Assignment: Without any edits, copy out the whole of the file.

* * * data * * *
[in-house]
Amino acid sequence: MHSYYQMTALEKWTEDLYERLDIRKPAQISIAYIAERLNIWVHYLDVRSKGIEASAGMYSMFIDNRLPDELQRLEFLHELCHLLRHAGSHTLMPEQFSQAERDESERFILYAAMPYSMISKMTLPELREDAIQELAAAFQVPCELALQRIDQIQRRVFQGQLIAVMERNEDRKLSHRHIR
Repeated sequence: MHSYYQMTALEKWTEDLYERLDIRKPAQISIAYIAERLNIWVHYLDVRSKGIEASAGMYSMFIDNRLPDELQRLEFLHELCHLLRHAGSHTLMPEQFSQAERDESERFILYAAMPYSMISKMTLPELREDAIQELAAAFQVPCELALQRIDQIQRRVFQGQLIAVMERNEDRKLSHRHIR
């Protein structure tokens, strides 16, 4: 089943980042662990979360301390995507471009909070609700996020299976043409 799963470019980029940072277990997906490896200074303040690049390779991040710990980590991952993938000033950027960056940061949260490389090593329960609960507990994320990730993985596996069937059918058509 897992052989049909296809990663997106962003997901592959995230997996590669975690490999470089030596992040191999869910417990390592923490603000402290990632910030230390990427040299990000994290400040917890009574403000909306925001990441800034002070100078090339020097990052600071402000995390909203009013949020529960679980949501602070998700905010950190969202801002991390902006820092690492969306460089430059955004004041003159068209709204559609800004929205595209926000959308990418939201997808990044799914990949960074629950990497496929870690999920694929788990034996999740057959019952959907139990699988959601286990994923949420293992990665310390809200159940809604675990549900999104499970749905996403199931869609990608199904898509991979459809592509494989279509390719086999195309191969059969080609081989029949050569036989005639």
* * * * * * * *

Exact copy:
[in-house]
Amino acid sequence: MHSYYQMTALEKWTEDLYERLDIRKPAQISIAYIAERLNIWVHYLDVRSKGIEASAGMYSMFIDNRLPDELQRLEFLHELCHLLRHAGSHTLMPEQFSQAERDESERFILYAAMPYSMISKMTLPELREDAIQELAAAFQVPCELALQRIDQIQRRVFQGQLIAVMERNEDRKLSHRHIR
Repeated sequence: MHSYYQMTALEKWTEDLYERLDIRKPAQISIAYIAERLNIWVHYLDVRSKGIEASAGMYSMFIDNRLPDELQRLEFLHELCHLLRHAGSHTLMPEQFSQAERDESERFILYAAMPYSMISKMTLPELREDAIQELAAAFQVPCELALQRIDQIQRRVFQGQLIAVMERNEDRKLSHRHIR
């Protein structure tokens, strides 16, 4: 089943980042662990979360301390995507471009909070609700996020299976043409 799963470019980029940072277990997906490896200074303040690049390779991040710990980590991952993938000033950027960056940061949260490389090593329960609960507990994320990730993985596996069937059918058509 897992052989049909296809990663997106962003997901592959995230997996590669975690490999470089030596992040191999869910417990390592923490603000402290990632910030230390990427040299990000994290400040917890009574403000909306925001990441800034002070100078090339020097990052600071402000995390909203009013949020529960679980949501602070998700905010950190969202801002991390902006820092690492969306460089430059955004004041003159068209709204559609800004929205595209926000959308990418939201997808990044799914990949960074629950990497496929870690999920694929788990034996999740057959019952959907139990699988959601286990994923949420293992990665310390809200159940809604675990549900999104499970749905996403199931869609990608199904898509991979459809592509494989279509390719086999195309191969059969080609081989029949050569036989005639």